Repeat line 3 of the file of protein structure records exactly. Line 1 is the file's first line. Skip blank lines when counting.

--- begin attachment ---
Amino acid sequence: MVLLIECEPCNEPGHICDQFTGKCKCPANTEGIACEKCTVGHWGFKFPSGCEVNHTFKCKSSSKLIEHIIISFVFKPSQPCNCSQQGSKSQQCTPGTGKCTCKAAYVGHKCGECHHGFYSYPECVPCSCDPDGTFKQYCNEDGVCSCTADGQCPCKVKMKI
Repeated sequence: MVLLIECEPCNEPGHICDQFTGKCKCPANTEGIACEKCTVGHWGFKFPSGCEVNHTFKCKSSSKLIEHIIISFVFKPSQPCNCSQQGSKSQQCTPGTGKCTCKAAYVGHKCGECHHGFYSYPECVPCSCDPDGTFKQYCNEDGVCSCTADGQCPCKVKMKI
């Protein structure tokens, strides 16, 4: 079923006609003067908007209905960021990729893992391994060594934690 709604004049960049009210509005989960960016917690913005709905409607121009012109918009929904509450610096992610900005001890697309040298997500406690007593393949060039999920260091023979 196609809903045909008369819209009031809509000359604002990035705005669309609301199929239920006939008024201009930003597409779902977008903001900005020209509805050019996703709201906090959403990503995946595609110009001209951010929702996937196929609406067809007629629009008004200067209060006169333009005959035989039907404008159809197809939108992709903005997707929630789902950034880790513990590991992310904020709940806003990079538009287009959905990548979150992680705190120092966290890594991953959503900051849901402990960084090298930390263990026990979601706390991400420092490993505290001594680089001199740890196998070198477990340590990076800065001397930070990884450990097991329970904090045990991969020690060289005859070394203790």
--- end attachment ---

């Protein structure tokens, strides 16, 4: 079923006609003067908007209905960021990729893992391994060594934690 709604004049960049009210509005989960960016917690913005709905409607121009012109918009929904509450610096992610900005001890697309040298997500406690007593393949060039999920260091023979 196609809903045909008369819209009031809509000359604002990035705005669309609301199929239920006939008024201009930003597409779902977008903001900005020209509805050019996703709201906090959403990503995946595609110009001209951010929702996937196929609406067809007629629009008004200067209060006169333009005959035989039907404008159809197809939108992709903005997707929630789902950034880790513990590991992310904020709940806003990079538009287009959905990548979150992680705190120092966290890594991953959503900051849901402990960084090298930390263990026990979601706390991400420092490993505290001594680089001199740890196998070198477990340590990076800065001397930070990884450990097991329970904090045990991969020690060289005859070394203790």